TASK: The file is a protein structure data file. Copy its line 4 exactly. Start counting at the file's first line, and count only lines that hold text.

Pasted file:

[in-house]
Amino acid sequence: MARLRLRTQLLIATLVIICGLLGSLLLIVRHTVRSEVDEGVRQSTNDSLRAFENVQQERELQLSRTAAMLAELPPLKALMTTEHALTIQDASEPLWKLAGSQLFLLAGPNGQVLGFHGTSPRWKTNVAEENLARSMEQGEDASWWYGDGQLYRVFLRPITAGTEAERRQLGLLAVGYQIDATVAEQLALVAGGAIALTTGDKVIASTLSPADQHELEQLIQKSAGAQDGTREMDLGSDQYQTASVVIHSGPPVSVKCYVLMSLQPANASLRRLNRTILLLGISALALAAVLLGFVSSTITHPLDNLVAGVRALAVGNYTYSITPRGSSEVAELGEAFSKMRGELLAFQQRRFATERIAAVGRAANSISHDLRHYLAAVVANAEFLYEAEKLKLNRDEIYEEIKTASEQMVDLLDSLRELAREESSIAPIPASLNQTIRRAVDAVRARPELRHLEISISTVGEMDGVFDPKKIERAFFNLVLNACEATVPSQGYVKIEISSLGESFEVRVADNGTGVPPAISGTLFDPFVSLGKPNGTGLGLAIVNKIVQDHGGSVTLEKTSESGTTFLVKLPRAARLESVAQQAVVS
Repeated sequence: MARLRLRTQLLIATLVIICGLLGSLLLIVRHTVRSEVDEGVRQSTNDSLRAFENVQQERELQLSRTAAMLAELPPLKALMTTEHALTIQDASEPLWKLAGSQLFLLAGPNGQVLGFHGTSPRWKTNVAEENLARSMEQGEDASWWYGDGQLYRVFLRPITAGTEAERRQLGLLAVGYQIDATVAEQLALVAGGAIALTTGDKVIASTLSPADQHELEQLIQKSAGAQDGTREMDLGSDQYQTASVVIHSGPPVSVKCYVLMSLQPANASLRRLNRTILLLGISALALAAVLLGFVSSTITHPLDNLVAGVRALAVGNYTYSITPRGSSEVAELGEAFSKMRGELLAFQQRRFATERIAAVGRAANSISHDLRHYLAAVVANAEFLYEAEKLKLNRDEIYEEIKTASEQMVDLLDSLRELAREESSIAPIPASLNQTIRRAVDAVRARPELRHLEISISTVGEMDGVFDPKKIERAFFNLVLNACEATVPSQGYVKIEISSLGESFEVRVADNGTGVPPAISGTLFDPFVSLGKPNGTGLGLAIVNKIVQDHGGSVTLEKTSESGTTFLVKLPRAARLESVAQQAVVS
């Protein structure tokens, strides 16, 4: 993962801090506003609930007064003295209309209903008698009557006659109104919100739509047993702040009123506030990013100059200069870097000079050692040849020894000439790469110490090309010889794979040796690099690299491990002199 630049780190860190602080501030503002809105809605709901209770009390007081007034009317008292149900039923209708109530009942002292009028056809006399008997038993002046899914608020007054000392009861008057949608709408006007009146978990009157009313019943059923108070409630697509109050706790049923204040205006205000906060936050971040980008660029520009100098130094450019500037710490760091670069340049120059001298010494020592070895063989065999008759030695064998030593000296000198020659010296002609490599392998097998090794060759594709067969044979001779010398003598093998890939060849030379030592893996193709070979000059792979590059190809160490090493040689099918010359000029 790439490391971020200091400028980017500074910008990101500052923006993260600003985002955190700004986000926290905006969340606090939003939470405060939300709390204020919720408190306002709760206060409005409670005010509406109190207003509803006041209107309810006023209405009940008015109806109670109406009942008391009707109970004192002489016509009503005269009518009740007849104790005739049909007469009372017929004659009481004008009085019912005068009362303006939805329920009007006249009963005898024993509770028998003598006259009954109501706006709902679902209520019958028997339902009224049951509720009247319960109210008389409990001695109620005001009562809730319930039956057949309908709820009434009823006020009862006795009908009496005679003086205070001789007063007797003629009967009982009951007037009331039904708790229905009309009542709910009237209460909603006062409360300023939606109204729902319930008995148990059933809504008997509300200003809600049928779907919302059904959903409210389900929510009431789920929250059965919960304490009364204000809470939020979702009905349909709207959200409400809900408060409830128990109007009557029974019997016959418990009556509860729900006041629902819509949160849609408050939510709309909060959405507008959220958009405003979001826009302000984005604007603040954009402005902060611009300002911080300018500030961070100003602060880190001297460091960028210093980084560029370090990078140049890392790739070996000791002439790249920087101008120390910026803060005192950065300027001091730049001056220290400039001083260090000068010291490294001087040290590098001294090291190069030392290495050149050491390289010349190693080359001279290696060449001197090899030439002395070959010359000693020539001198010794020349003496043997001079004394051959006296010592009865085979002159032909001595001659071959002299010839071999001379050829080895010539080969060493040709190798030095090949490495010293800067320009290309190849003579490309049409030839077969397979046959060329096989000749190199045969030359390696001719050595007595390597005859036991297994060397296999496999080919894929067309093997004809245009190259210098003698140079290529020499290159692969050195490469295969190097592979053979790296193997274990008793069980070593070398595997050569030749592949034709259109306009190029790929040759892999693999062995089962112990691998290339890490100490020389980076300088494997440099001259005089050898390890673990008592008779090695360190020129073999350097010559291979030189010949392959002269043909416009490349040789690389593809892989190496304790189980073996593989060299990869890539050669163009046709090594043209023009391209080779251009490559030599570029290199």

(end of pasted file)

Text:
């Protein structure tokens, strides 16, 4: 993962801090506003609930007064003295209309209903008698009557006659109104919100739509047993702040009123506030990013100059200069870097000079050692040849020894000439790469110490090309010889794979040796690099690299491990002199 630049780190860190602080501030503002809105809605709901209770009390007081007034009317008292149900039923209708109530009942002292009028056809006399008997038993002046899914608020007054000392009861008057949608709408006007009146978990009157009313019943059923108070409630697509109050706790049923204040205006205000906060936050971040980008660029520009100098130094450019500037710490760091670069340049120059001298010494020592070895063989065999008759030695064998030593000296000198020659010296002609490599392998097998090794060759594709067969044979001779010398003598093998890939060849030379030592893996193709070979000059792979590059190809160490090493040689099918010359000029 790439490391971020200091400028980017500074910008990101500052923006993260600003985002955190700004986000926290905006969340606090939003939470405060939300709390204020919720408190306002709760206060409005409670005010509406109190207003509803006041209107309810006023209405009940008015109806109670109406009942008391009707109970004192002489016509009503005269009518009740007849104790005739049909007469009372017929004659009481004008009085019912005068009362303006939805329920009007006249009963005898024993509770028998003598006259009954109501706006709902679902209520019958028997339902009224049951509720009247319960109210008389409990001695109620005001009562809730319930039956057949309908709820009434009823006020009862006795009908009496005679003086205070001789007063007797003629009967009982009951007037009331039904708790229905009309009542709910009237209460909603006062409360300023939606109204729902319930008995148990059933809504008997509300200003809600049928779907919302059904959903409210389900929510009431789920929250059965919960304490009364204000809470939020979702009905349909709207959200409400809900408060409830128990109007009557029974019997016959418990009556509860729900006041629902819509949160849609408050939510709309909060959405507008959220958009405003979001826009302000984005604007603040954009402005902060611009300002911080300018500030961070100003602060880190001297460091960028210093980084560029370090990078140049890392790739070996000791002439790249920087101008120390910026803060005192950065300027001091730049001056220290400039001083260090000068010291490294001087040290590098001294090291190069030392290495050149050491390289010349190693080359001279290696060449001197090899030439002395070959010359000693020539001198010794020349003496043997001079004394051959006296010592009865085979002159032909001595001659071959002299010839071999001379050829080895010539080969060493040709190798030095090949490495010293800067320009290309190849003579490309049409030839077969397979046959060329096989000749190199045969030359390696001719050595007595390597005859036991297994060397296999496999080919894929067309093997004809245009190259210098003698140079290529020499290159692969050195490469295969190097592979053979790296193997274990008793069980070593070398595997050569030749592949034709259109306009190029790929040759892999693999062995089962112990691998290339890490100490020389980076300088494997440099001259005089050898390890673990008592008779090695360190020129073999350097010559291979030189010949392959002269043909416009490349040789690389593809892989190496304790189980073996593989060299990869890539050669163009046709090594043209023009391209080779251009490559030599570029290199």